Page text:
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Waiting by Ha Jin - Book Review


Ha Jin

Fiction-Net Rating 5 Star Rated Book

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Cover Story

Waiting is the story of Lin Kong, a man living in two worlds, struggling with the conflicting claims of two utterly different women as he moves through the political minefields of a society designed to regulate his every move.

We Say

Why is it that people are seldom satisfied with what they have? In general, we want what we don't have or else we are dissatisfied with the cards that life has dealt us. It often takes too much effort to make a change and we are too lazy to make the necessary efforts to determine what we really want out of life. Often, major decisions just happen with little or no actual thought put into the decision.

Although set in China, Ha Jin's book, Waiting, is an excellent example of our tendency to just sit back and wait for things to happen. The author skillfully creates characters that transcend cultural barriers. Lin Kong, the main character is a man who just is. No more, no less. Not cruel or evil, a likable man who's life just seems to happen.

The novel begins with the sentence, "Every summer Lin Kong returned to Goose Village to divorce his wife, Shuyu." I was hooked. Initially, I decided that I was going to dislike Lin but as the book progressed, I was surprised. Lin is an honest man who is dedicated to the service of his country. Lin is also an intellectual who is well respected by his peers.

In a communist society, any abnormalities of an individual's personality would become glaringly obvious. Therefore, any creativity that Lin might have demonstrated is skillfully stifled. Should we pity Lin because of the course his life has taken or should we feel disgust for his pathetic attempts to change his life? Like so many others in situations similar to Lin's, the answer is not black and white.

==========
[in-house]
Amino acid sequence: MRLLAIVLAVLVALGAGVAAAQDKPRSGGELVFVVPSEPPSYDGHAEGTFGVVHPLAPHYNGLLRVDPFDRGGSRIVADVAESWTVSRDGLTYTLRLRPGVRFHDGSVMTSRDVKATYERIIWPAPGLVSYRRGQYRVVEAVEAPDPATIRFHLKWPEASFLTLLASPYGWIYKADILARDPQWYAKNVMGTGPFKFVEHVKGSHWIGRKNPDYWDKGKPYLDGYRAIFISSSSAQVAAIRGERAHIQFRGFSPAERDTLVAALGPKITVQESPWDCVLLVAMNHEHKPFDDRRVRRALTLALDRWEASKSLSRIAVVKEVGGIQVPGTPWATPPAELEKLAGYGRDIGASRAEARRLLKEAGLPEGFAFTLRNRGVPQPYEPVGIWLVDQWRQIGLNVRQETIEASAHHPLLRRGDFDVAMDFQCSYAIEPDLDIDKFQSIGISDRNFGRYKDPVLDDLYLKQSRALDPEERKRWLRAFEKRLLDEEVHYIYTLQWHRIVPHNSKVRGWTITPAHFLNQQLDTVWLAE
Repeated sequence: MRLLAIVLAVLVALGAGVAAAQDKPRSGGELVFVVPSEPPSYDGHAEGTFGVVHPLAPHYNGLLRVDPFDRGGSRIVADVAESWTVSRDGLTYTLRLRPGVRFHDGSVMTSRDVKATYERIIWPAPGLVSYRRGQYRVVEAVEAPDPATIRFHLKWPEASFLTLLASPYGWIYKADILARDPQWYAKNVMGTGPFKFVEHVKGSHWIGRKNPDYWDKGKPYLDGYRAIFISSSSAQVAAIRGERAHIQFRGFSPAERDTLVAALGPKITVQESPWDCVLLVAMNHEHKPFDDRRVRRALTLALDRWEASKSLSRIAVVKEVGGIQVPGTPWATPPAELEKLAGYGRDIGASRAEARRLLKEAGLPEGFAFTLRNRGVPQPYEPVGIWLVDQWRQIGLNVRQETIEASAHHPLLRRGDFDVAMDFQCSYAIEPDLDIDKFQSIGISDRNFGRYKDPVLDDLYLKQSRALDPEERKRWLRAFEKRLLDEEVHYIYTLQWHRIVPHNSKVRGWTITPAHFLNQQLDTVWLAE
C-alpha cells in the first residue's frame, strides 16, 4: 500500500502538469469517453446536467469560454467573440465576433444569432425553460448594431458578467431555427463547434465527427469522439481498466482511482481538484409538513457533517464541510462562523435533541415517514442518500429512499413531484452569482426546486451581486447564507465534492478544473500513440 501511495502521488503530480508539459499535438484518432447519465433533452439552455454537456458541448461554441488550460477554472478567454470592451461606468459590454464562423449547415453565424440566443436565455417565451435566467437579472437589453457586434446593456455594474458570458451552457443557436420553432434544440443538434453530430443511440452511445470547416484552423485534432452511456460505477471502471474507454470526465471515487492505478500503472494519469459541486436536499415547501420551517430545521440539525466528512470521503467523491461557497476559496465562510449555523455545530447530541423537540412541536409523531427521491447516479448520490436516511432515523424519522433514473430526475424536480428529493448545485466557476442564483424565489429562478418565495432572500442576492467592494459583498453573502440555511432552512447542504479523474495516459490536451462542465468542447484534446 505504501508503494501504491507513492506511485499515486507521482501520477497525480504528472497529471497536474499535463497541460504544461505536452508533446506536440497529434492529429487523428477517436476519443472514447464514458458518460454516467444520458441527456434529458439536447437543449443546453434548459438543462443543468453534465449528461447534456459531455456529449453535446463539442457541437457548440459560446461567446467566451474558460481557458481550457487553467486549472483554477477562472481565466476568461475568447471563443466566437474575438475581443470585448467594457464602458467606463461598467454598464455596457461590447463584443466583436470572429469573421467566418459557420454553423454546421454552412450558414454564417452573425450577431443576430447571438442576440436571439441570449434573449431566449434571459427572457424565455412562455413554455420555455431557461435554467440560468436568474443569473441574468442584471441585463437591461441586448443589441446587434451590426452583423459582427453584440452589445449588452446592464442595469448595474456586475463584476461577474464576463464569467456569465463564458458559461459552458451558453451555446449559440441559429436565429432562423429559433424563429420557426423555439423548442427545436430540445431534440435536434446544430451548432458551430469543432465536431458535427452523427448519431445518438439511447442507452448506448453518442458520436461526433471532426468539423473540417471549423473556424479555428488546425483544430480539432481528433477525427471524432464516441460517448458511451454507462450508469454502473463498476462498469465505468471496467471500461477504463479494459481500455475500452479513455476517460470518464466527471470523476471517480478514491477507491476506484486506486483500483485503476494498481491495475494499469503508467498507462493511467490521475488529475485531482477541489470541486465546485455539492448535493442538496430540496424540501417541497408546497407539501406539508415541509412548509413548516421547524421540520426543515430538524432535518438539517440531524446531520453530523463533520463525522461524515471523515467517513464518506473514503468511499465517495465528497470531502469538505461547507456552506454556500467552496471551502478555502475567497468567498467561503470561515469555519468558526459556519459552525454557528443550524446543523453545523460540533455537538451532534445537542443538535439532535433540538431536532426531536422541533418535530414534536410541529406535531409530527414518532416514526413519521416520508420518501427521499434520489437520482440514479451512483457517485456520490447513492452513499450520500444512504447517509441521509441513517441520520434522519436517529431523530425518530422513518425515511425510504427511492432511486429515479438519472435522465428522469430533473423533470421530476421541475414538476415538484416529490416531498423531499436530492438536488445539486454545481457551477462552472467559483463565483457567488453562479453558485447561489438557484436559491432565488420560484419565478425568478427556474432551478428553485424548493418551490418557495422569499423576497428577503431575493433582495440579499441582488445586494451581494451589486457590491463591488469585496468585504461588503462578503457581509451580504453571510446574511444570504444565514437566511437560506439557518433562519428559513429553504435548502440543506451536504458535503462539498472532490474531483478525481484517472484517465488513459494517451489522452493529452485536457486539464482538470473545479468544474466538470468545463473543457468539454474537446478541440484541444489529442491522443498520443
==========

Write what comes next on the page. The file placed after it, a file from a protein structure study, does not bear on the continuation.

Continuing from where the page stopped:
Throughout this book, the reader is 'waiting' for tragedy to strike. This does not happen in the way one would expect. Instead, we find that Lin has allowed his life to pass him by because he is always waiting and wanting something better. Like so many people in this world, Lin thinks he knows what he wants because he desires whatever is right in front of him. Without realising it, convenience dictates the way he lives his life. Ever concerned about appearances, Lin finds himself trapped in a less than ideal life due to his own inability to take action and embrace his life.

What is so impressive about this book is the fact that Jin is writing about a communist society without the feeling of oppressiveness that often accompanies such novels. Instead, the focus is on Lin's relationships with others. It is a wonderful love story that lacks the extras that so many publishers believe to be necessary in order to sell books. While Jin gives his reader insight into the Chinese culture, the characters Jin has created could easily be the neighbours down the street.

The more I think about this novel, the more impressed that I become. I thoroughly enjoyed reading this book and felt that Waiting is one of the best books I have read in a long time.

Review by: Yumi Nagasaki-Taylor

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